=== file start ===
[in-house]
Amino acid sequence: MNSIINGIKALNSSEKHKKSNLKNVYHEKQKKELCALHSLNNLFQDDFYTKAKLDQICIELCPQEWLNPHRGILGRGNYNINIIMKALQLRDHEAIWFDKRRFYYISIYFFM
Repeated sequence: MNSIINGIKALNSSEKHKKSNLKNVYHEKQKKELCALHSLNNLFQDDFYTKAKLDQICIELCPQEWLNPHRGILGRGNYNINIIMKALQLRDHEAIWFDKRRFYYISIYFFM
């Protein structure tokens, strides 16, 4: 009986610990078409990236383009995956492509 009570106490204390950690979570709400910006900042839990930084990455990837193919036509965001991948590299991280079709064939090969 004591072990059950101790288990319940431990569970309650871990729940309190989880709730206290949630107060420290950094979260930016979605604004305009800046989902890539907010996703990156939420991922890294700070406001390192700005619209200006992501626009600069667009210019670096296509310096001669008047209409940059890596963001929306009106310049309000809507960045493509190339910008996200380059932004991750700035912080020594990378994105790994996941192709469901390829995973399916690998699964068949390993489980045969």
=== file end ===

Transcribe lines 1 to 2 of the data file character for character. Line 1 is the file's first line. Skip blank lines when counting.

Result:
[in-house]
Amino acid sequence: MNSIINGIKALNSSEKHKKSNLKNVYHEKQKKELCALHSLNNLFQDDFYTKAKLDQICIELCPQEWLNPHRGILGRGNYNINIIMKALQLRDHEAIWFDKRRFYYISIYFFM